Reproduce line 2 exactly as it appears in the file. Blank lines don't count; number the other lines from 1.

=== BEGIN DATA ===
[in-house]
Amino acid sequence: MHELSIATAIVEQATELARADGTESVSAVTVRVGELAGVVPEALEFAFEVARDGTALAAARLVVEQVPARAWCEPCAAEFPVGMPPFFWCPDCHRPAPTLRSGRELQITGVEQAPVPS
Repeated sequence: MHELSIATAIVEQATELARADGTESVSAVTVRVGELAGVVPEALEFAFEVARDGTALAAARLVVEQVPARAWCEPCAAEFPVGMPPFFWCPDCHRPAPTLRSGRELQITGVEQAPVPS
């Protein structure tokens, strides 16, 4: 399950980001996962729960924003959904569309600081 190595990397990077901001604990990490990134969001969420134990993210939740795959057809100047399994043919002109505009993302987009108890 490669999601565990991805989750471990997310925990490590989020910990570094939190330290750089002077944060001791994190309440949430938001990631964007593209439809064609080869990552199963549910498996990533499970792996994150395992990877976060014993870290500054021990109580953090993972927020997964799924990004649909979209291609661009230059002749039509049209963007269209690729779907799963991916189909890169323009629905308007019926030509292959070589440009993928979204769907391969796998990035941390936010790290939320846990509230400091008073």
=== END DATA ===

Amino acid sequence: MHELSIATAIVEQATELARADGTESVSAVTVRVGELAGVVPEALEFAFEVARDGTALAAARLVVEQVPARAWCEPCAAEFPVGMPPFFWCPDCHRPAPTLRSGRELQITGVEQAPVPS